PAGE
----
column in the New York Evening Post (May 25, 1923). Then, in keeping with his
dissatisfaction with commercial publishers (see Letter 195), VL paid for a private
printing of the poem, with an accompanying illustration: see Poetry of VL, pp. 500-502,
especially VL‘s end note.
201) ―A splendid adventure to you in Europe . . .‖
[Letterhead: GULF-PARK
Gulfport, Mississippi]
Friday, June 1, 1923
My Dear Ernst
My Dear Sara}—
A splendid adventure to you in Europe.1
My faithful love to both.
I am up to my neck, getting ready a second, infinitely better edition of ―*Goingto-the-Sun.‖
More later
Ernst *Filsinger‘s business took him to England during the summer, 1923, and ST went
with him: see Carpenter, p. 254.
202) ―I am in excellent health and spirits. I was never better . . .‖
Hiram College Hiram Ohio.
Thursday—July 26, 1923
My Dear Sara:—
*Olive and her three children have returned from China for a
year, and are making this headquarters for the summer, so I have come North to visit
them, and *Joy—near-by at Cleveland. We have had several happy meetings of the three
of us, and the Lindsay family may be considered in its way a success.
I am in excellent health and spirits. I was never better. I am drawing and writing
hard, and am enjoying some very old friends here in Hiram, and life means a great deal to
me here, a little more than it did as a student. Between the three of us we have kept up
our Hiram ties in an extraordinary way. I am amazed how all roads lead back to Hiram
this summer. Earl Brewster (see page 2, of my *Collected Works) is back from Europe,
and has been visiting his mother near here at Chagrin Falls, and we have been doing a
deal of visiting back and forth. He and his wife are great friends of D.H. Lawrence. Also
of Willa Cather. They are steady exhibitors in Paris, and it is most exhilerating^ to see
them again. It makes me an ―Art Student‖ again!1
I will visit in Springfield a little, later on, and then go on to Gulf Park to hide for
the winter. I have done a great deal of drawing and writing of verses. My plans are very
simple:— [to] greatly to improve and enhance the new editions of the Collected Works,
and *Going-to-the-Sun.
I am wishing you a very happy time in England. I am thinking of you there. I will
meet you and Ernst I suppose this time next year. At least I have no plans of going East
up to that time, though time and chance happeneth to all. But New York—in a year—
I was quite well by the first of May, and quite over the flu—which this year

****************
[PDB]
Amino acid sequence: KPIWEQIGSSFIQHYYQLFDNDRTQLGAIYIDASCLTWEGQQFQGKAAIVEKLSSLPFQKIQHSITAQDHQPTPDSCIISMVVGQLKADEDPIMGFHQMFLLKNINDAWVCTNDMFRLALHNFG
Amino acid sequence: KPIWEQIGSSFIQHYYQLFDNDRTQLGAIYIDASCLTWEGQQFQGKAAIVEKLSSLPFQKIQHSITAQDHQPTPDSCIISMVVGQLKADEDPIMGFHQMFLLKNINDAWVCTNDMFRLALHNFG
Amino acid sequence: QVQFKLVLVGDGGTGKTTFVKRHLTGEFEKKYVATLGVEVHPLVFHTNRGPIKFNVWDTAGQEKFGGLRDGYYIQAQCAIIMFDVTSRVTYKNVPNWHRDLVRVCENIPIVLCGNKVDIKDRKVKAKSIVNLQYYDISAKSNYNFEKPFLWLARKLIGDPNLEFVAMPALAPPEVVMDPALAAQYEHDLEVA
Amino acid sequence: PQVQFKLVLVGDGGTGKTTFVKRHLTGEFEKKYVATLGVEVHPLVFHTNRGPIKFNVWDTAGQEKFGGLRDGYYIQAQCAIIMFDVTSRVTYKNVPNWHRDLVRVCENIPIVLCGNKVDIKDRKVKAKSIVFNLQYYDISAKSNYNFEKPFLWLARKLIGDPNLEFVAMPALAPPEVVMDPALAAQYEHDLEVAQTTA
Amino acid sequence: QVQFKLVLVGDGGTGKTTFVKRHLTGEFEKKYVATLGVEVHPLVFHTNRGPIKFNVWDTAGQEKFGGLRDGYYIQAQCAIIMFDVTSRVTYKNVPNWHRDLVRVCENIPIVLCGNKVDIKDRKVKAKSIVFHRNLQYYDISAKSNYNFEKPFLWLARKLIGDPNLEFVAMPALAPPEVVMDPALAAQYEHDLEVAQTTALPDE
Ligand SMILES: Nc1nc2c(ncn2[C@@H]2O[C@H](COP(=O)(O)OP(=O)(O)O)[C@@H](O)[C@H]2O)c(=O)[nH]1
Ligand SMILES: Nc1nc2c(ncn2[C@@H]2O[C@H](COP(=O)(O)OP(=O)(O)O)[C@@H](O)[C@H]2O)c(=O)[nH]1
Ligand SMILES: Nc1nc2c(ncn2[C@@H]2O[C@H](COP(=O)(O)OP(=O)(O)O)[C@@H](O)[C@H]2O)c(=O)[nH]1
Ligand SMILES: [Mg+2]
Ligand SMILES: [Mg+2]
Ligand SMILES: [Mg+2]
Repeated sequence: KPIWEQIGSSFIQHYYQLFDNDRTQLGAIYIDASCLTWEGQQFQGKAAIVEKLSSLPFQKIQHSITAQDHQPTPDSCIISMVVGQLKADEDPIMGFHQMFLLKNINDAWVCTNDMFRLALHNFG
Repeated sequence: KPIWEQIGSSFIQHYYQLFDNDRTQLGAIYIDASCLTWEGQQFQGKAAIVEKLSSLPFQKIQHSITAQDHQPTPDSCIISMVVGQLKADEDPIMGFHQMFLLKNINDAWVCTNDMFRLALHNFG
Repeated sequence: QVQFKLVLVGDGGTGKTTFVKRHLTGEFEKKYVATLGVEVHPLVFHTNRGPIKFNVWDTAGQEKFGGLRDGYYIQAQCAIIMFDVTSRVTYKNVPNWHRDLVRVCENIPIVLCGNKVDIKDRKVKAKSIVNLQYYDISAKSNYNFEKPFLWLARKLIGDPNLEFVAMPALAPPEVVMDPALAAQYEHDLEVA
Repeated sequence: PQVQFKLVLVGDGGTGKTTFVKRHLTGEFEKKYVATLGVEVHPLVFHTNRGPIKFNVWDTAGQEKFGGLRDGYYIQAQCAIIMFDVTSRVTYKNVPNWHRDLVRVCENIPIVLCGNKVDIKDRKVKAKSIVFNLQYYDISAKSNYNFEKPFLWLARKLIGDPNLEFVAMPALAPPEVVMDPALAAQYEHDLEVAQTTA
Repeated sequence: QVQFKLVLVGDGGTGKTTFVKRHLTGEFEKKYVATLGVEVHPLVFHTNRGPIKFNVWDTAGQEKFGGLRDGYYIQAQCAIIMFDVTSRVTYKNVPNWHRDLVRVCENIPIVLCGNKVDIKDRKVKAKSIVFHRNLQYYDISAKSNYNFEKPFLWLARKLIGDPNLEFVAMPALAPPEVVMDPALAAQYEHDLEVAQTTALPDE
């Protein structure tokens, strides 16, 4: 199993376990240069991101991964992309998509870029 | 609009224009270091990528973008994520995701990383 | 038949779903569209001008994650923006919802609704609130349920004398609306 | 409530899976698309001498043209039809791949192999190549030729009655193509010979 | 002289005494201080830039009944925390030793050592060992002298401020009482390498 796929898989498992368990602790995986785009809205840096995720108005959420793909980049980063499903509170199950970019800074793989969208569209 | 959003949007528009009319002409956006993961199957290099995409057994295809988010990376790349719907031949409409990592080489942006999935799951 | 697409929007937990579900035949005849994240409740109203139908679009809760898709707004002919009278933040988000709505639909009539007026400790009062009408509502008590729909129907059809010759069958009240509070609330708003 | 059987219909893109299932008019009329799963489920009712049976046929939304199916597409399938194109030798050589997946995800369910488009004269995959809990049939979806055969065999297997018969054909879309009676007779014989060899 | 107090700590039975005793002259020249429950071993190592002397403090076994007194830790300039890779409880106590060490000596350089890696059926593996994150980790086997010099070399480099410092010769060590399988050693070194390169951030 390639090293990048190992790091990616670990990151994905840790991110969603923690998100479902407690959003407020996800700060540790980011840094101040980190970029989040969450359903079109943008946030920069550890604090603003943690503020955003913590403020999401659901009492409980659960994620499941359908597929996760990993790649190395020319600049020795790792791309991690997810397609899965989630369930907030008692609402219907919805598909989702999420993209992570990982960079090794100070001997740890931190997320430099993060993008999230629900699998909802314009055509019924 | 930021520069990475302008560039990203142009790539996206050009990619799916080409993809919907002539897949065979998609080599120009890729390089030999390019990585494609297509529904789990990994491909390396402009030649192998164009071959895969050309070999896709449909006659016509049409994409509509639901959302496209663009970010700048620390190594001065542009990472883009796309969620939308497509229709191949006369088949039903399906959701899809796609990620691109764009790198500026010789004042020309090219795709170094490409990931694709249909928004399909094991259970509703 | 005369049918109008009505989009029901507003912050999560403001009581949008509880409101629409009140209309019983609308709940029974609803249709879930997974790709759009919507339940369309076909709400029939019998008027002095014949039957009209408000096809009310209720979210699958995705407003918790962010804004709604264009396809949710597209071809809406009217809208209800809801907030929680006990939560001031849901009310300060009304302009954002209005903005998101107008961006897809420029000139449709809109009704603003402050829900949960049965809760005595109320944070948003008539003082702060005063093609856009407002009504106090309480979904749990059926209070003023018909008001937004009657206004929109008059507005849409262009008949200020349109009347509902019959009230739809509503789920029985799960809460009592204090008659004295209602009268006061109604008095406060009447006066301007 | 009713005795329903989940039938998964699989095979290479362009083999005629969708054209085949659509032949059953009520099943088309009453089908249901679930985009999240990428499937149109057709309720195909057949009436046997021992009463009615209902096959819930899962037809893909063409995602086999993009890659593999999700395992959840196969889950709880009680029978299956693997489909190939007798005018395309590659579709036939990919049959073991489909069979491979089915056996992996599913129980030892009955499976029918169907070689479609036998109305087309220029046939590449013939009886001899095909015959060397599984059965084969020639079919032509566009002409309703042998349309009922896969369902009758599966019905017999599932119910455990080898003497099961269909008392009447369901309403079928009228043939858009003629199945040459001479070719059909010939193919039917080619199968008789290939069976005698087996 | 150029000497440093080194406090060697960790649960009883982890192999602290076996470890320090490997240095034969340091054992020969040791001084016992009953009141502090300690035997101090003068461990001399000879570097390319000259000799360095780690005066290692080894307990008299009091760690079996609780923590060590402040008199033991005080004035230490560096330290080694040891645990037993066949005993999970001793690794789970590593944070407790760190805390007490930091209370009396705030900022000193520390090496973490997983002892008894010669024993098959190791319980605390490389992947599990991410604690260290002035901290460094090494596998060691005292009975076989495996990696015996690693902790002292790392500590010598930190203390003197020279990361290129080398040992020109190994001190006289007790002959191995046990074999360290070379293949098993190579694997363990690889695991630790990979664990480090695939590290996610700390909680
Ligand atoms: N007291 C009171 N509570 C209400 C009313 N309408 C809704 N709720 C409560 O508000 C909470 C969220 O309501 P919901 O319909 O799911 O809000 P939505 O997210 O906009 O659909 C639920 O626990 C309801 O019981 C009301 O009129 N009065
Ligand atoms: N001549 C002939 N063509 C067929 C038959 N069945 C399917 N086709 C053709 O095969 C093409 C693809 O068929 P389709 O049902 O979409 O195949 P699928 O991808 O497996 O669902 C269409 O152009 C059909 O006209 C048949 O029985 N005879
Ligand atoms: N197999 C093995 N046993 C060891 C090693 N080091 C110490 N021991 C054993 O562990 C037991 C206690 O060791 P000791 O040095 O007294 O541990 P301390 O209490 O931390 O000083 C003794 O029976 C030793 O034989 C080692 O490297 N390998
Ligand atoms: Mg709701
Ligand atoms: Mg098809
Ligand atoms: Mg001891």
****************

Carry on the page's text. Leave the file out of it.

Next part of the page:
certainly did hang on. People are still sympathizing with my ill-health, so tell them I am
so well it would surprise them. The old paths bore me a bit, but there are new ones my
dear—new ones!
I have promised to stay in Gulf Park till June 1, 1924. Then I might come back to
Hiram Hill—it is such a cosy place. Its^ just a little too settled. Thats^ the main trouble. I
suspect my happiness. There is not quite enough of adventure in it. Everybody has ―dug
in‖ as it were. I had better go to Alask[a] with *Stephen—than be too comfortable. I
mistrust this peace—though it is great to store ones^ battery. This time last year I was so
fed up on adventure I did not want to crook one finger. Not a soul in America knows the
total splendor of the memory of all of my seven years of Universities, audiences, cities
etc. But I was fed up. Now I feel like adventure again, though not necessarily of the
―National Tour‖ type. I was also fed up on climbing mountains. Now I could climb a
mountain or two, very cheerfully. I will yet be riding on Elephants. Certainly I will not
dig in, and get fat and snore. Anything but that!
Meanwhile, blessed be Hiram. It is a dear and beautiful place to be. And praised
be our God for Sara, the beautiful, the Queen of Songs.
Write, write!
With love
Earl Henry Brewster (1878-1957) and VL were students together at William Chase‘s
New York School of Art in 1904 (see Poetry of VL, p. 940). VL introduced Brewster to
fellow artist, Achsah Barlow (1878-1945), and the two married in 1910. As adults, the
couple lived almost entirely in Europe, with just one brief visit home in summer, 1923.
203) ―On the whole I was never serener in my life. . .‖
Wade Park Manor—
Cleveland Ohio.
September 2, 1923
My Dear Sara:
My address till June 1, 1924 will be Gulf Park College—Gulf
Port, Mississippi.
I wrote in Hiram till August 1. Then I came here. I have been studying in the Art
Library and Art Museum next door, for one month.1 I have seen much of both sisters,
*Olive coming into *Joy‘s town house, while Joy went to the shack she and Ben have
built North East of town on the beach of Lake Erie.
In the Art Library I have made a Hieroglyphic transcript of Akenaten‘s hymn to
the sun, and copied down four translations.2 I have become quite chummy with the Art
Institute staff here.
I am glad to hear of your grand adventures in London.
―And we were the pride of the Sons of Han!‖3
Don‘t tell anybody I said it!
But to be serious, I am very much in the State of mind I was when you and I
began to correspond before we met.
You know how much of a sworn hermit I was in 1913.
Well so I was—to 33, and why not? Please assure all my friends it is the nature of
the creature to hide for long periods. I am in bouncing health and spirits, and take it out in
long walks alone, and reading a new beautiful Oxford Bible alone (King James version),
and reading Don Quixote alone. Also the Sunday papers. I am in general enjoying the
company of that awful sinner, and sublime egotist, Vachel. On the whole I was never
serener in my life.
I have dropped all serious projects for the next 100 years. All I shall do is to
revise and revise and slowly slowly enlarge and perfect ―*Going-to-the-Sun,‖ and The
*Collected verses. It will take years of revision and of diplomacy with the publishers to
make those two books as good as I have sense enough to make them. One line is omitted